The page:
After a couple of years, I did feel that many regulars were on an endless "loop", and that they enjoyed the 12-step camaraderie so much, they really didn't want to "move on" to the next chapter of their lives. It began to feel like being at a movie, where you came in mid-way, and have gotten back to that point again .. time to move on to something else.


I agree. I'm a former attendee. Someone dear to me has been going to Alanon for 30 years, and somehow she finds fresh inspiration. It works for some. It was very helpful to me, years ago. And it wasn't alcoholism that was the issue.

 

Jane

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Re: Talking with others about grief

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Message 57 of 70

@ASTRAEA wrote:

@Jlincoln008 - There are many addictive behaviors that are similar to alcoholism, and for families to deal with. Since Alanon's been around so long, it was recommended that I attend their meetings, because many regulars have so many years recovery .. although alcohol wasn't the specific "drug of choice".

 

After a couple of years, I did feel that many regulars were on an endless "loop", and that they enjoyed the 12-step camaraderie so much, they really didn't want to "move on" to the next chapter of their lives. It began to feel like being at a movie, where you came in mid-way, and have gotten back to that point again .. time to move on to something else.


I think you have the wrong idea about Al-Anon and related groups like Alateen - or even AA.

12-Step Programs are not designed so much to "move on" as they are to "move forward", meaning to learn a new way of life and dealing with life on its terms.

 

Since life is constantly evolving for each of us, it is a never-ending learning of dealing with it as a whole but outside specific help may also be warranted as circumstances happen, like dealing with grief when it involves the death of a loved and cared for person. 

 

However there is other grief associated with the loss of a loved and cared for person when their body remains.

* * * * * * * * *
MY SIGNATURE: "It’s Always something" - Roseanne Rosannadanna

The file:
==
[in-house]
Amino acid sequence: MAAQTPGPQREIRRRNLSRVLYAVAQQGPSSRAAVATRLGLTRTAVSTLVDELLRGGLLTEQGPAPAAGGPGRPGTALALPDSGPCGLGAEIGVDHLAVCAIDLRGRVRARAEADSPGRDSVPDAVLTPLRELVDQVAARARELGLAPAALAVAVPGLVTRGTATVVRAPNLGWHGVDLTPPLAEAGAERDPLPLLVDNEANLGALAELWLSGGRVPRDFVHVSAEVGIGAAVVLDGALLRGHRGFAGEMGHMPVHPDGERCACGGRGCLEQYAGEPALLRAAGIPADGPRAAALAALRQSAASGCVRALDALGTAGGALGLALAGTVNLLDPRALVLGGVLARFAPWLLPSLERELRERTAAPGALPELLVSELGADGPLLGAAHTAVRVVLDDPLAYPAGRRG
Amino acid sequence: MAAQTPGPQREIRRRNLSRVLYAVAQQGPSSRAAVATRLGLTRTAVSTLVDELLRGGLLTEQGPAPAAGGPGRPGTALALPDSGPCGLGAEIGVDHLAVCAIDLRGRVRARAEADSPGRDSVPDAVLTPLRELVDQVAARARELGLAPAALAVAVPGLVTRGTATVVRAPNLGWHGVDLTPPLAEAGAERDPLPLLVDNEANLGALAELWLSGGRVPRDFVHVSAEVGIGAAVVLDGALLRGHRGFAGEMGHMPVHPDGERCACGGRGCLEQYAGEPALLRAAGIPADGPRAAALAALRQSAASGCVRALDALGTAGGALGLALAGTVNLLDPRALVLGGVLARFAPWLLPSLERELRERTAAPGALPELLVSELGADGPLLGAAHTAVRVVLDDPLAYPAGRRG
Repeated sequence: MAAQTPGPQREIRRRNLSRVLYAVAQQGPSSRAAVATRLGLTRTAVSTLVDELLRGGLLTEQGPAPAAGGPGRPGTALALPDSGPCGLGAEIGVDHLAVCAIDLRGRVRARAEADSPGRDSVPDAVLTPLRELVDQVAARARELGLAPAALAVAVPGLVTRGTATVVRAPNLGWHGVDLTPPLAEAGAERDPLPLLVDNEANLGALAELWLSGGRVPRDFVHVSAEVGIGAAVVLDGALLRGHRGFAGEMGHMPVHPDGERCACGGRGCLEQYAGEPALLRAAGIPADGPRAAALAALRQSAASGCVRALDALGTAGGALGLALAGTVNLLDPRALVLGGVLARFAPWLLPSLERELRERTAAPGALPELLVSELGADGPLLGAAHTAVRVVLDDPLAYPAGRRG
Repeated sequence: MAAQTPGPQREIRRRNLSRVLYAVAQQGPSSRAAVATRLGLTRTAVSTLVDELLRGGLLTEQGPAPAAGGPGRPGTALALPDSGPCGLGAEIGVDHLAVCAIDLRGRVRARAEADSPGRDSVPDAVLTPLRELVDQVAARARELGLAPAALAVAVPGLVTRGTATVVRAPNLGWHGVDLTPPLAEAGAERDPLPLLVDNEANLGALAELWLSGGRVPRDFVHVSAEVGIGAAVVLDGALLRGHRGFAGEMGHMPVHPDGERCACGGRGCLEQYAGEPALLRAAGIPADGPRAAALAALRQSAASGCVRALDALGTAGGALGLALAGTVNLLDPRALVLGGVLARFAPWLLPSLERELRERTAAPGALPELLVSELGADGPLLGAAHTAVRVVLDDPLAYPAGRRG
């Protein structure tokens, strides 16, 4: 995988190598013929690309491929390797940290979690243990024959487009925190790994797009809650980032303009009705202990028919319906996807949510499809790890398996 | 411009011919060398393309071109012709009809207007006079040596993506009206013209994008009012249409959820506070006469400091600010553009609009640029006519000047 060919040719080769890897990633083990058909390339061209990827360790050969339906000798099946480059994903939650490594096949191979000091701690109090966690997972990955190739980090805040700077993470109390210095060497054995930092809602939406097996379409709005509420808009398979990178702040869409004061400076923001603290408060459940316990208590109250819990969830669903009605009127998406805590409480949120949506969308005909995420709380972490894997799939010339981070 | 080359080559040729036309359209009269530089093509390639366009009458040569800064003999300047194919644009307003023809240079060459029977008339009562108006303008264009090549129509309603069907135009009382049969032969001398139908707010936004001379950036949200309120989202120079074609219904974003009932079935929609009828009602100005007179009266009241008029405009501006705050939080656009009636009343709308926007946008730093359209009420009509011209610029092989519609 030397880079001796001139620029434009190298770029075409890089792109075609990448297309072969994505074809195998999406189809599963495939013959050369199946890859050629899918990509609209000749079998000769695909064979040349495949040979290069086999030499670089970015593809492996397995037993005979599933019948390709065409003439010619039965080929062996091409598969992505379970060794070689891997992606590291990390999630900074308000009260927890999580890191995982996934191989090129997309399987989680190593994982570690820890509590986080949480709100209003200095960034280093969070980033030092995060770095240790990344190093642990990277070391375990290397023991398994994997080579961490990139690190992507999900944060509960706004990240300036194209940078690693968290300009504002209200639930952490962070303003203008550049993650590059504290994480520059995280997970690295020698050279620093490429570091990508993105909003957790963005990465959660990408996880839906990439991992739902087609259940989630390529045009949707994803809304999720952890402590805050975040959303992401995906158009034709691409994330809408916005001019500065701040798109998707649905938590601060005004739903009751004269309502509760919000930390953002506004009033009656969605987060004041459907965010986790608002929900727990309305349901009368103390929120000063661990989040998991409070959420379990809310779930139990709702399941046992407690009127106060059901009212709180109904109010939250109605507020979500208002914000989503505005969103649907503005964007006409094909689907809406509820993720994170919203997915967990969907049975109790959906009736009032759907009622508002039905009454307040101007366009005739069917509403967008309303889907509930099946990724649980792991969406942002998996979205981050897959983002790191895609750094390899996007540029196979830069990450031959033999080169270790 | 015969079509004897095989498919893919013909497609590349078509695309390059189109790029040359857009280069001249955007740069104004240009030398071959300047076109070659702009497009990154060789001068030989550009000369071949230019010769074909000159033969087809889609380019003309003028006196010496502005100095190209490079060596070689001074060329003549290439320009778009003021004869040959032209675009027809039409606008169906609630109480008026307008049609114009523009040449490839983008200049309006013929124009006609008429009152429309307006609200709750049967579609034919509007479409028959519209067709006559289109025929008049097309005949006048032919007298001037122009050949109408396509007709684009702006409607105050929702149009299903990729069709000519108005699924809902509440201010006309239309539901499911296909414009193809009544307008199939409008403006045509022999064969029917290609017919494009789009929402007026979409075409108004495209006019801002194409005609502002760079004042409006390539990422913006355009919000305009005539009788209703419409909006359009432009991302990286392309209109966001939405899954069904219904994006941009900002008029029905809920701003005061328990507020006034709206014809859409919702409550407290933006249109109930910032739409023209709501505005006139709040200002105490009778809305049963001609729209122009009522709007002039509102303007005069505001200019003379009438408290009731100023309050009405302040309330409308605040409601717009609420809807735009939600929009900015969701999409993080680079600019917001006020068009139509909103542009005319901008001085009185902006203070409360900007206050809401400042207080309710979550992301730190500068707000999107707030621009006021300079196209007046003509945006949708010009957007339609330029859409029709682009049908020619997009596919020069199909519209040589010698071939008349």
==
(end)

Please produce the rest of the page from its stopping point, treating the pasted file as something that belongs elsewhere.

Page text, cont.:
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Re: Talking with others about grief

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Message 58 of 70

@Jlincoln008 - There are many addictive behaviors that are similar to alcoholism, and for families to deal with. Since Alanon's been around so long, it was recommended that I attend their meetings, because many regulars have so many years recovery .. although alcohol wasn't the specific "drug of choice".

 

After a couple of years, I did feel that many regulars were on an endless "loop", and that they enjoyed the 12-step camaraderie so much, they really didn't want to "move on" to the next chapter of their lives. It began to feel like being at a movie, where you came in mid-way, and have gotten back to that point again .. time to move on to something else.


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Re: Talking with others about grief

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Message 59 of 70

12 Step programs are remarkable sources of help and healing for so many. For millions. I'm a veteran of Alanon myself.


Jane

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Re: Talking with others about grief

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Message 60 of 70
I'm sorry you've had this experience, too, PattyDiane! What a drag!

I used to be the facilitator for a bunch of support groups at an area university hospital. They were all about cancer. Newly diagnosed, to "Advanced or recurrent" cancer groups. The groups over time would monitor themselves; that is, eventually several natural leaders would model 'good group behavior' by saying things like, well, that is certainly a challenging story. does anyone else have one like it? this 'universalization' is one of the important therapeutic aspects of a group. What seems like my private fear or misery is representative of a challenge many or most others face.